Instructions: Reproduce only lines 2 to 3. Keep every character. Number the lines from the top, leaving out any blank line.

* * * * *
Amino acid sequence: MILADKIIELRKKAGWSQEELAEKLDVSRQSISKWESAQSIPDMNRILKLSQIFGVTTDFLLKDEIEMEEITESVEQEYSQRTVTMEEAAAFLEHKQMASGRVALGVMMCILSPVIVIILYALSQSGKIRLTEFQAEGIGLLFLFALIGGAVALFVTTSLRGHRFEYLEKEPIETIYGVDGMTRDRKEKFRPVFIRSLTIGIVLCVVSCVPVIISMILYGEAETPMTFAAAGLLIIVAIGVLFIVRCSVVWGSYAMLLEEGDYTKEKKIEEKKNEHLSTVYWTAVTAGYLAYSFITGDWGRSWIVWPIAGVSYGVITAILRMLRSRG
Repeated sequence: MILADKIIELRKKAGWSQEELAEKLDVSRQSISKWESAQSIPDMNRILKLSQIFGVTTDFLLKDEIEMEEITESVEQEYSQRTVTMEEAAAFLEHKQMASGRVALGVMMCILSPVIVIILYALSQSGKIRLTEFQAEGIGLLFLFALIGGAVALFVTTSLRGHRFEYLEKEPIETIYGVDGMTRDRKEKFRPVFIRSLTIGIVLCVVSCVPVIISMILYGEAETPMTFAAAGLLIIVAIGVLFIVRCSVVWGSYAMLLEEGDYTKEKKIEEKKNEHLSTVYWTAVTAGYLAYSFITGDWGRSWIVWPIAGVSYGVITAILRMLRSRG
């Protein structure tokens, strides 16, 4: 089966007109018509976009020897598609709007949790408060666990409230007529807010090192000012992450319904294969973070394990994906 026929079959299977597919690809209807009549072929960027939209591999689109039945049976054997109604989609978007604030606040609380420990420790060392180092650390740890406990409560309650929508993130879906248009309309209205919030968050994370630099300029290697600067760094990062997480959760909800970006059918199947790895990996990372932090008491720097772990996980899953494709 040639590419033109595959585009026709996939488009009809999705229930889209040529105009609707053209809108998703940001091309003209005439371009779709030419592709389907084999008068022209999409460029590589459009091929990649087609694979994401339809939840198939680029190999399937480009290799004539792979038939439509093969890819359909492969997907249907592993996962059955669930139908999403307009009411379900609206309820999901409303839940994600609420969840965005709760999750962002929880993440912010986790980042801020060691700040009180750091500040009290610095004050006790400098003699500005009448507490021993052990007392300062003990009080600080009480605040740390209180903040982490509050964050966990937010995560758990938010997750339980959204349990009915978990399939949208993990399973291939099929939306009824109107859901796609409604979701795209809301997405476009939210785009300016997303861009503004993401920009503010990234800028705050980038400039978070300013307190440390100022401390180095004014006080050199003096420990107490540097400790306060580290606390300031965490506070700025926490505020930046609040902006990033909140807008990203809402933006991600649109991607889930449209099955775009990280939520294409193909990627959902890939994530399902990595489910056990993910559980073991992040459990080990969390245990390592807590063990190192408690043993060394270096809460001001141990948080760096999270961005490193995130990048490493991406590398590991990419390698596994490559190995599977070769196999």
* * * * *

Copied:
Repeated sequence: MILADKIIELRKKAGWSQEELAEKLDVSRQSISKWESAQSIPDMNRILKLSQIFGVTTDFLLKDEIEMEEITESVEQEYSQRTVTMEEAAAFLEHKQMASGRVALGVMMCILSPVIVIILYALSQSGKIRLTEFQAEGIGLLFLFALIGGAVALFVTTSLRGHRFEYLEKEPIETIYGVDGMTRDRKEKFRPVFIRSLTIGIVLCVVSCVPVIISMILYGEAETPMTFAAAGLLIIVAIGVLFIVRCSVVWGSYAMLLEEGDYTKEKKIEEKKNEHLSTVYWTAVTAGYLAYSFITGDWGRSWIVWPIAGVSYGVITAILRMLRSRG
């Protein structure tokens, strides 16, 4: 089966007109018509976009020897598609709007949790408060666990409230007529807010090192000012992450319904294969973070394990994906 026929079959299977597919690809209807009549072929960027939209591999689109039945049976054997109604989609978007604030606040609380420990420790060392180092650390740890406990409560309650929508993130879906248009309309209205919030968050994370630099300029290697600067760094990062997480959760909800970006059918199947790895990996990372932090008491720097772990996980899953494709 040639590419033109595959585009026709996939488009009809999705229930889209040529105009609707053209809108998703940001091309003209005439371009779709030419592709389907084999008068022209999409460029590589459009091929990649087609694979994401339809939840198939680029190999399937480009290799004539792979038939439509093969890819359909492969997907249907592993996962059955669930139908999403307009009411379900609206309820999901409303839940994600609420969840965005709760999750962002929880993440912010986790980042801020060691700040009180750091500040009290610095004050006790400098003699500005009448507490021993052990007392300062003990009080600080009480605040740390209180903040982490509050964050966990937010995560758990938010997750339980959204349990009915978990399939949208993990399973291939099929939306009824109107859901796609409604979701795209809301997405476009939210785009300016997303861009503004993401920009503010990234800028705050980038400039978070300013307190440390100022401390180095004014006080050199003096420990107490540097400790306060580290606390300031965490506070700025926490505020930046609040902006990033909140807008990203809402933006991600649109991607889930449209099955775009990280939520294409193909990627959902890939994530399902990595489910056990993910559980073991992040459990080990969390245990390592807590063990190192408690043993060394270096809460001001141990948080760096999270961005490193995130990048490493991406590398590991990419390698596994490559190995599977070769196999």